Hippo Manchester
October 20, 2005


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Proof (PG-13)
by Amy Diaz

Gwyneth Paltrow reminds us all that, beneath the celebrity, she’s a pretty good actress with her role as the daughter of a great mathematician in Proof, a movie adapted from a play by David Auburn.

The play is adapted, not insignificantly I think, by Auburn and Rebecca Miller, daughter of Arthur Miller and author of The Ballad of Jack and Rose, a recent movie about a father-daughter relationship. Paltrow is herself the daughter of a talented man, late filmmaker Bruce Paltrow. I mention all this father-daughter-ness because, while Proof may at times feel stagy and a bit overserious, it gets its central relationship spot on, in part, I think, because of Paltrow and Miller’s influence.

Catherine (Paltrow) is a grumpy mess. Sitting alone watching late-night television on her 27th birthday, she is interrupted from her memories and self pity by her father Robert (Anthony Hopkins). A brilliant mathematician with a lit professor’s ease with wit and language, Robert attempts to cheer his daughter out of her gloom, convince her to go out and have fun for her birthday. She doesn’t so much want to. For one thing, 27 was about the age at which her father began to suffer from a mental illness that began to eat away at his talent. For another thing, as Robert himself points out, he’s dead. Catherine, just days after losing her father, seems to be awash in grief, relief, worry and confusion over what she should do now. Having cared for her father for the last few years of his life, she seems at a loss to know what to do with her own life — and unsure whether to even bother. Trying to pull her out of herself are Hal (Jake Gyllenhaal), one of her father’s students and a fellow mathematician, and Claire (Hope Davis), Catherine’s achieving older sister. Claire has come in from New York to Chicago, where Robert lived, to take care of the funeral, to pack up and sell the house and, she hopes, to bring Catherine back to New York. Hal is sifting through Robert’s papers to see if any of the work he spent his time on in the last few years was anything other than gibberish. Both Claire’s chirpy offers of help and Hal’s geeky flirtations seem to set uneasily with Catherine, who is suspicious of everyone’s motives, even her own.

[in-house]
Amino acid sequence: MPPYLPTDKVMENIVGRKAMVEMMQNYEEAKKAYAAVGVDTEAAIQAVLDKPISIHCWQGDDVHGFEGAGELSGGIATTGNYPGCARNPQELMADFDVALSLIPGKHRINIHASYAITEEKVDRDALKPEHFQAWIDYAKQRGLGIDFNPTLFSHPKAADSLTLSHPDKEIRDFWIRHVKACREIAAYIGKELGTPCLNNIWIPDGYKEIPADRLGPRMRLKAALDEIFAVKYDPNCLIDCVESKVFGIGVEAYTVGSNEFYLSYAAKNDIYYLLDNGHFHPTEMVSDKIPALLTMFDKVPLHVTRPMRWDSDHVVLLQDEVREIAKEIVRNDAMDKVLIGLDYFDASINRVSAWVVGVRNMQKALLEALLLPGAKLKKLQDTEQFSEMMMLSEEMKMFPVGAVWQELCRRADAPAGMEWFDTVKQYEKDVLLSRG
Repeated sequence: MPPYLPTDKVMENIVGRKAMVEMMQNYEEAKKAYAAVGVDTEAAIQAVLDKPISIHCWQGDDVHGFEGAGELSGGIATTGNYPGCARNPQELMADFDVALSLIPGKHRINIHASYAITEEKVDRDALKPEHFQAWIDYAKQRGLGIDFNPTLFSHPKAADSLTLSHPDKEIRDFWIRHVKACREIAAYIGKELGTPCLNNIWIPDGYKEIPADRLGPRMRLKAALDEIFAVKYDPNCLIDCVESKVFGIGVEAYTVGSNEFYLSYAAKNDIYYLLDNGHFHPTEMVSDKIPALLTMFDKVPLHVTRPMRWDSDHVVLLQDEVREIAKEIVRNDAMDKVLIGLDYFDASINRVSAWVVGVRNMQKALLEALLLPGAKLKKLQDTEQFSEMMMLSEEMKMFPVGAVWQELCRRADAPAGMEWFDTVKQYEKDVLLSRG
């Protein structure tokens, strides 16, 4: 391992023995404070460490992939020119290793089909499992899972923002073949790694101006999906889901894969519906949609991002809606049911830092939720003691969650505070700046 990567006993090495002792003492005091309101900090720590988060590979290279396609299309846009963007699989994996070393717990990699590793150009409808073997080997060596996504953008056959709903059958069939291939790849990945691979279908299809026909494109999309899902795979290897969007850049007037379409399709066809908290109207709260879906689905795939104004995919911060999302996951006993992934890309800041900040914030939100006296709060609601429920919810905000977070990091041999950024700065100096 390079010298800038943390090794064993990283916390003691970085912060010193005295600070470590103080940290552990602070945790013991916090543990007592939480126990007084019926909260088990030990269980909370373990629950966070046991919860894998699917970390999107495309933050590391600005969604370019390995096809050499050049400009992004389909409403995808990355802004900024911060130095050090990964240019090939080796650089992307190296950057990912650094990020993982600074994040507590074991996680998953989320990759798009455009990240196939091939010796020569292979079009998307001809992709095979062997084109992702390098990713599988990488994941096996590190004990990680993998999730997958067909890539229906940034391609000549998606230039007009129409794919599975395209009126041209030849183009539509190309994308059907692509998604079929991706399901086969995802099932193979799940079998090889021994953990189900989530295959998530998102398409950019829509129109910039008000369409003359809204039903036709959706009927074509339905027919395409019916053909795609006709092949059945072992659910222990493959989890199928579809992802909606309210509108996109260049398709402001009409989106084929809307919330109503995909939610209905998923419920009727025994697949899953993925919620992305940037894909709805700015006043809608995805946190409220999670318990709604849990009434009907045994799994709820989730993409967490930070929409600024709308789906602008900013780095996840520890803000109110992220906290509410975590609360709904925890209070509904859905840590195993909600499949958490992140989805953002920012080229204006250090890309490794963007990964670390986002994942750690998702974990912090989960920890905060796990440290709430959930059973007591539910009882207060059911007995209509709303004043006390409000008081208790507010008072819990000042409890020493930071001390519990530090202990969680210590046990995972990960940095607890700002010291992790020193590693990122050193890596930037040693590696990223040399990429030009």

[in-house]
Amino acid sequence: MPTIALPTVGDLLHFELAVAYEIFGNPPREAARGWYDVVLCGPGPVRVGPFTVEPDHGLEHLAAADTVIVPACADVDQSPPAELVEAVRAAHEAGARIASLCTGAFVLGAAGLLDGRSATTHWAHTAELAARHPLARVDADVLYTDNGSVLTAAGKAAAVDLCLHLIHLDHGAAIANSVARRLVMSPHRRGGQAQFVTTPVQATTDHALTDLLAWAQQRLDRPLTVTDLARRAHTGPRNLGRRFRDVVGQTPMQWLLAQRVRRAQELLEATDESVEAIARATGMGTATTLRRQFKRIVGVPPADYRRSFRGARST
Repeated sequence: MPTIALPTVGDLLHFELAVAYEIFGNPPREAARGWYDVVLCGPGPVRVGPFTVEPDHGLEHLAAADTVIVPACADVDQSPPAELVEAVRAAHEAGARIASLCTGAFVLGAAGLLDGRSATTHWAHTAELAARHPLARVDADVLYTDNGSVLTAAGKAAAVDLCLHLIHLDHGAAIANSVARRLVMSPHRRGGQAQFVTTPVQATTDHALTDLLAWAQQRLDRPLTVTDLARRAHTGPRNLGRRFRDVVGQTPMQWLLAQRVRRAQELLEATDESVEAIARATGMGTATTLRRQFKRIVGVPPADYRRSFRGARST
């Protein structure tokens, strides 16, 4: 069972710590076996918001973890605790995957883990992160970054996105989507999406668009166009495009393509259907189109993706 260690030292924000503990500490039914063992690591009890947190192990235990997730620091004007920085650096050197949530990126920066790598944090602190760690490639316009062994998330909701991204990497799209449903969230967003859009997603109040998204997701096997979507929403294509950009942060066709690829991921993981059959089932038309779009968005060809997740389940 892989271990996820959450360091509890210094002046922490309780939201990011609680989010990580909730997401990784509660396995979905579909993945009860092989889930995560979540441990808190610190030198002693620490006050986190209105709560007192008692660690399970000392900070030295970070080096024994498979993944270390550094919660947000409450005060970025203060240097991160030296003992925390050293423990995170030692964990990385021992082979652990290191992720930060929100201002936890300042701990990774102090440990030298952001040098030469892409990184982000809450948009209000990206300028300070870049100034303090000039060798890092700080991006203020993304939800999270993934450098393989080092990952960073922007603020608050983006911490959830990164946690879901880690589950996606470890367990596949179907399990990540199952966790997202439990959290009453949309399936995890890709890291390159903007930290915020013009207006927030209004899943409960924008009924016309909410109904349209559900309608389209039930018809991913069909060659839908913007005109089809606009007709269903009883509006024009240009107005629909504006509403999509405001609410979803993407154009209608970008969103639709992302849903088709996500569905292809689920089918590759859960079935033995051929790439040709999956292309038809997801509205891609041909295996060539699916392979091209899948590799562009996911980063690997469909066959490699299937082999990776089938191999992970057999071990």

Though I rarely do this before seeing a movie, the delay between Proof’s initial release and its appearance at a local theater resulted in my seeing a few reviews for the film before I saw it. Several critics found Paltrow’s character too much — too abrasive, too mopey, too self-absorbed. I can see that, but to me the awkwardness of her character was the awkwardness of someone who doesn’t recognize her own skin, doesn’t know how to conduct herself in her own life. What might at first glance look like constant bitchiness is, I think, a very good portrayal of grief and fear. The fear is perhaps the best part of Catherine’s character — so frequently in adult life fear manifests itself in destructive ways. Fear is not an adult emotion, not one that (barring extraordinary illness or threat of bodily harm) we are allowed to feel. So it turns into paranoia or seclusion or anger or anything else that won’t be immediately unveiled for the fear it really is. Paltrow does this very well — perhaps it is the birth of her child or the loss of her own father that has allowed her to connect with the crazy side of uncertainty about the future.

And of course the fear comes escorted by the grief. Grief is particularly well played here because it is the grief of losing someone who isn’t just very much loved but who is very much tangled up in one’s own identity. Catherine loves her father, yes, but she is also like him. She sees his genius in herself and sees his faults in herself as well and measures both of these aspects against him. Without his presence, she seems at a loss for what to think about her own personality, her own talents and her own problems.

At times overly play-like, at times overly dramatic, Proof nonetheless does an extremely good job examining these messy inexactitudes.